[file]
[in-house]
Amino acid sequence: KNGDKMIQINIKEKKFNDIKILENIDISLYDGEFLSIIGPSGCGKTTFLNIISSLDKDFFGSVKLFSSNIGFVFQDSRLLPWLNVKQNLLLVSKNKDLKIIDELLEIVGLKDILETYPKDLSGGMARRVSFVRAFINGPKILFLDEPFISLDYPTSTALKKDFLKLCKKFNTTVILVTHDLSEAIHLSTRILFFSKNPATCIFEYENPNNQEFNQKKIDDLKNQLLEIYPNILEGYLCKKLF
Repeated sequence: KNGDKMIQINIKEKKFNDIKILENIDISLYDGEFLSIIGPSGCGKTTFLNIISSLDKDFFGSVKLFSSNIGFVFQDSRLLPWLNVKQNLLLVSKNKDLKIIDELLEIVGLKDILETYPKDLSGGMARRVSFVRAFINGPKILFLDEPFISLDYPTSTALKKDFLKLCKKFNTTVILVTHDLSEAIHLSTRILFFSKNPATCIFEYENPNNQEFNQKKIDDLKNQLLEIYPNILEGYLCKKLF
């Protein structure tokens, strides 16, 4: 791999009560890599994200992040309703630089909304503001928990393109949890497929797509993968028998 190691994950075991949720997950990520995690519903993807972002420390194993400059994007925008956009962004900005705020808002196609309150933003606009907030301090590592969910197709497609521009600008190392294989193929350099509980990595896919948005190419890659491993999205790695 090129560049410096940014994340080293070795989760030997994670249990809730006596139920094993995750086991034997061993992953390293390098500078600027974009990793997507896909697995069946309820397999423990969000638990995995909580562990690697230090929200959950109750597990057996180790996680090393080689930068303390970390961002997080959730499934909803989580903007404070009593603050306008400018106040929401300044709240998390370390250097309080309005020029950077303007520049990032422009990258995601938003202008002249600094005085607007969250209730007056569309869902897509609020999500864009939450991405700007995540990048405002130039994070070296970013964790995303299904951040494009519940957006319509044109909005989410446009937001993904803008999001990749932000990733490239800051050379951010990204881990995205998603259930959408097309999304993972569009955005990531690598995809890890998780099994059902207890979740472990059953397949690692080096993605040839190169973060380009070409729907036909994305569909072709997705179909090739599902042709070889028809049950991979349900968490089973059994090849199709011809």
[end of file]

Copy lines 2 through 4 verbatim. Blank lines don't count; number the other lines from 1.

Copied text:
Amino acid sequence: KNGDKMIQINIKEKKFNDIKILENIDISLYDGEFLSIIGPSGCGKTTFLNIISSLDKDFFGSVKLFSSNIGFVFQDSRLLPWLNVKQNLLLVSKNKDLKIIDELLEIVGLKDILETYPKDLSGGMARRVSFVRAFINGPKILFLDEPFISLDYPTSTALKKDFLKLCKKFNTTVILVTHDLSEAIHLSTRILFFSKNPATCIFEYENPNNQEFNQKKIDDLKNQLLEIYPNILEGYLCKKLF
Repeated sequence: KNGDKMIQINIKEKKFNDIKILENIDISLYDGEFLSIIGPSGCGKTTFLNIISSLDKDFFGSVKLFSSNIGFVFQDSRLLPWLNVKQNLLLVSKNKDLKIIDELLEIVGLKDILETYPKDLSGGMARRVSFVRAFINGPKILFLDEPFISLDYPTSTALKKDFLKLCKKFNTTVILVTHDLSEAIHLSTRILFFSKNPATCIFEYENPNNQEFNQKKIDDLKNQLLEIYPNILEGYLCKKLF
């Protein structure tokens, strides 16, 4: 791999009560890599994200992040309703630089909304503001928990393109949890497929797509993968028998 190691994950075991949720997950990520995690519903993807972002420390194993400059994007925008956009962004900005705020808002196609309150933003606009907030301090590592969910197709497609521009600008190392294989193929350099509980990595896919948005190419890659491993999205790695 090129560049410096940014994340080293070795989760030997994670249990809730006596139920094993995750086991034997061993992953390293390098500078600027974009990793997507896909697995069946309820397999423990969000638990995995909580562990690697230090929200959950109750597990057996180790996680090393080689930068303390970390961002997080959730499934909803989580903007404070009593603050306008400018106040929401300044709240998390370390250097309080309005020029950077303007520049990032422009990258995601938003202008002249600094005085607007969250209730007056569309869902897509609020999500864009939450991405700007995540990048405002130039994070070296970013964790995303299904951040494009519940957006319509044109909005989410446009937001993904803008999001990749932000990733490239800051050379951010990204881990995205998603259930959408097309999304993972569009955005990531690598995809890890998780099994059902207890979740472990059953397949690692080096993605040839190169973060380009070409729907036909994305569909072709997705179909090739599902042709070889028809049950991979349900968490089973059994090849199709011809």